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ISBN 978-1-906439-21-7





The growth in house prices over the past ten years or so has encouraged many people to think that property is a better investment than equities – especially since the stock market falls of 2000 to 2003. Let’s have a closer look at property as an asset class.

Is our home an investment or simply somewhere to live?

For most of us, our home is somewhere to live. We didn't buy it purely as an investment, and its investment value is incidental to its value as a home. We choose the property we live in because of its appeal to us. If you are buying a property purely as an investment, you would (hopefully) look at it in a different way. It doesn't mean that your home won’t prove to have been a good buy: it should at least grow in value in line with the economy and you may have the opportunity to downsize or move to a cheaper area at some time in the future and release some cash in the process. The point we are trying to make here is that you can’t afford to ignore other forms of investment because of a short term bubble in house prices. It is a short-term effect: in the long run house prices will not grow faster than the economy. Just as with equities, the returns on investment properties in the long run come in the form of income. In general, that rules out your home unless you put into a self-invested pension plan and pay a market rent.

Equity release and other issues

The abnormally rapid growth in prices over the past few years has left many people in the happy position of having significant equity in their home. The amount they owe on their mortgages is perhaps less than half of the market value of their properties. There is a temptation to take advantage of that, especially if there is pressure on cash from other directions. There are lots of people who are only too keen to lend you money secured on the equity in your home. Equity release, debt consolidation, home improvement loans… you name it, and there will be somebody knocking on your door with an offer you can’t refuse.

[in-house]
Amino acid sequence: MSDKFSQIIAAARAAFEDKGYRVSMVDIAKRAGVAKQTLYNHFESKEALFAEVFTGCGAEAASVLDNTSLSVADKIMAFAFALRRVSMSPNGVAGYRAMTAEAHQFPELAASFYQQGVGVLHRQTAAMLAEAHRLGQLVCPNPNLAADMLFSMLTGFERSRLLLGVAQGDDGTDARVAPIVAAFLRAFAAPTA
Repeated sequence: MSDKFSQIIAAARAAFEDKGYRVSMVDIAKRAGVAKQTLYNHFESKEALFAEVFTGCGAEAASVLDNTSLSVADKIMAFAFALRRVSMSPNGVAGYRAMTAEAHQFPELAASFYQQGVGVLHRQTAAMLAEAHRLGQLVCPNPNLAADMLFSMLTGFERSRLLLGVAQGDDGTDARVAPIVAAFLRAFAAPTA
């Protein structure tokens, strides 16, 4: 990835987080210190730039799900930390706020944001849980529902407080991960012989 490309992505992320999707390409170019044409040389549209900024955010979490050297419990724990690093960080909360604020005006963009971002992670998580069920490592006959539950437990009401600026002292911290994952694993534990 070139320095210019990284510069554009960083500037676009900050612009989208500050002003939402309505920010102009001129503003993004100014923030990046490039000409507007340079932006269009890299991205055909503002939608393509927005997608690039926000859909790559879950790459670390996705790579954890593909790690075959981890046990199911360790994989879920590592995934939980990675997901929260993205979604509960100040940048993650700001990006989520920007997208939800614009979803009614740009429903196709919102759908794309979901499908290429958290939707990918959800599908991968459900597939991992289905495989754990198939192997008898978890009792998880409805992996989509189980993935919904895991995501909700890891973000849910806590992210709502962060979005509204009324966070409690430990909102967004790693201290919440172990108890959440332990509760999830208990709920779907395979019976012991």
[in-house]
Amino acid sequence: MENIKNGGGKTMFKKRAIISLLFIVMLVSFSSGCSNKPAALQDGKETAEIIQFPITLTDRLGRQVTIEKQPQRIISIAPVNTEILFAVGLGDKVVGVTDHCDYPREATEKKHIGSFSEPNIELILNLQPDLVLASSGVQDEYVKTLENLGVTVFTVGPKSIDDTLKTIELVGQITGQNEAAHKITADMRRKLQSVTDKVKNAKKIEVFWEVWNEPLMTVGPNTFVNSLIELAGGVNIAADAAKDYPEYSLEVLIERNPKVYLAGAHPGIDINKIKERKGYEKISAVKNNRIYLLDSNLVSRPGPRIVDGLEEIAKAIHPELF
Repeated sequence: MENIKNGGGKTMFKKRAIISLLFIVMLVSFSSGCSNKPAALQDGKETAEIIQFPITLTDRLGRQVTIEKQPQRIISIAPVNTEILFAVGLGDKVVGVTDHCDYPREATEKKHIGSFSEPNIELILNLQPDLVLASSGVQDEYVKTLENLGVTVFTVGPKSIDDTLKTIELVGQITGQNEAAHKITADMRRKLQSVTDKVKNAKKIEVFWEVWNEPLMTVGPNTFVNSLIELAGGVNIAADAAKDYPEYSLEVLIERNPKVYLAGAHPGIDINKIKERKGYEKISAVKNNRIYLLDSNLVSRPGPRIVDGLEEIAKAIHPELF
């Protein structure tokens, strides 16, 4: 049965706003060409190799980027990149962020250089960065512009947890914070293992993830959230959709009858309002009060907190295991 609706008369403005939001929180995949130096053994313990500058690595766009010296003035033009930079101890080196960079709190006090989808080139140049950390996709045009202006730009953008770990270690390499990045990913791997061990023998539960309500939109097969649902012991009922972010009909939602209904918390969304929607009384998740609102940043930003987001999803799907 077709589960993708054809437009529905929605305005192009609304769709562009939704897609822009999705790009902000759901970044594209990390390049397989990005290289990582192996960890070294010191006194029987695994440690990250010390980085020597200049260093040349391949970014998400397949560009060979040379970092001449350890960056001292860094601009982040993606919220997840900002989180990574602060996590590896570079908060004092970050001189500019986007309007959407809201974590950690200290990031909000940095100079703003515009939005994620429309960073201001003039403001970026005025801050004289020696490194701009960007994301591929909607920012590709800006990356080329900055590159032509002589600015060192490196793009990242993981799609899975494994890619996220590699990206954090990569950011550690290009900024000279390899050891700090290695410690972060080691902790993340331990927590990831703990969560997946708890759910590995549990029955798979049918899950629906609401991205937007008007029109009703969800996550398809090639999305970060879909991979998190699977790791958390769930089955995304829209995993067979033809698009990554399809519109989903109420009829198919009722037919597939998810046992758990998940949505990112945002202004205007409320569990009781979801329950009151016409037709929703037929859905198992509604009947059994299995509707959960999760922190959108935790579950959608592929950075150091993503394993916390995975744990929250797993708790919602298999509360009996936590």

The Financial Services Authority (FSA) is currently looking into possibly misleading advertisements for equity release schemes. Equity release is not necessarily a bad idea, but you need to be fully aware of the pitfalls and be able to judge the value of whatever it is you are being offered. There is a helpful booklet on the subject (Raising money from your home) available from the FSA.

Property investment

If you are considering investing in property you are primarily concerned with the potential income stream from rents. You can expect the capital value to reflect the rental yield, just as in an efficient market we would expect share prices to reflect the cash generated in the companies concerned. Since rents should move broadly in line with economic growth (because that is the measure of peoples’ ability to pay the rent) you can expect asset values to grow too. However, it is much more difficult to diversify a property portfolio and you are taking big risks if you are not adequately diversified. The other major issue with property is managing and maintaining it. To some extent these issues are related: you have to decide whether you are simply an investor or in the property business.


There are two aspects to diversifying. Firstly you have to decide whether you should invest across several sectors. For example, should you have retail, commercial and industrial property as well as domestic? The second question is location: can you risk having all your property investments in the same area?

As with equities, there is a balance between risk and return. If you are widely diversified, you will have an average rate of return and fairly low risk. If you concentrate on a small number of carefully chosen (and managed) properties you have the potential for earning above average returns but your risk is higher. Perhaps more than any other asset class, successful property investment involves a combination of skills and active management.

Is property an investment or a business?

If you are thinking about buying individual properties to let, then essentially you are going into the property business and you need to approach it in a businesslike way. That doesn't mean that you have to run it as a full-time business, but it does mean a methodical and realistic approach. Like other areas of investment, if you simply play at it you will probably get your fingers burnt. This is a specialised subject beyond the scope of this site.
If you consider that property should be part of your investment portfolio without it becoming a business, then you should be looking at some form of pooled investment. Bear in mind that you are likely to have some indirect exposure to property if you are in a large pension scheme or have an endowment policy. Widely diversified equity portfolios (such as a tracker fund for example) will include several property companies.

There are other managed funds that invest specifically in the shares of property companies in the UK and overseas.


  9 October, 2008 © 2008 K.R.Wade and Co Ltd prev page next page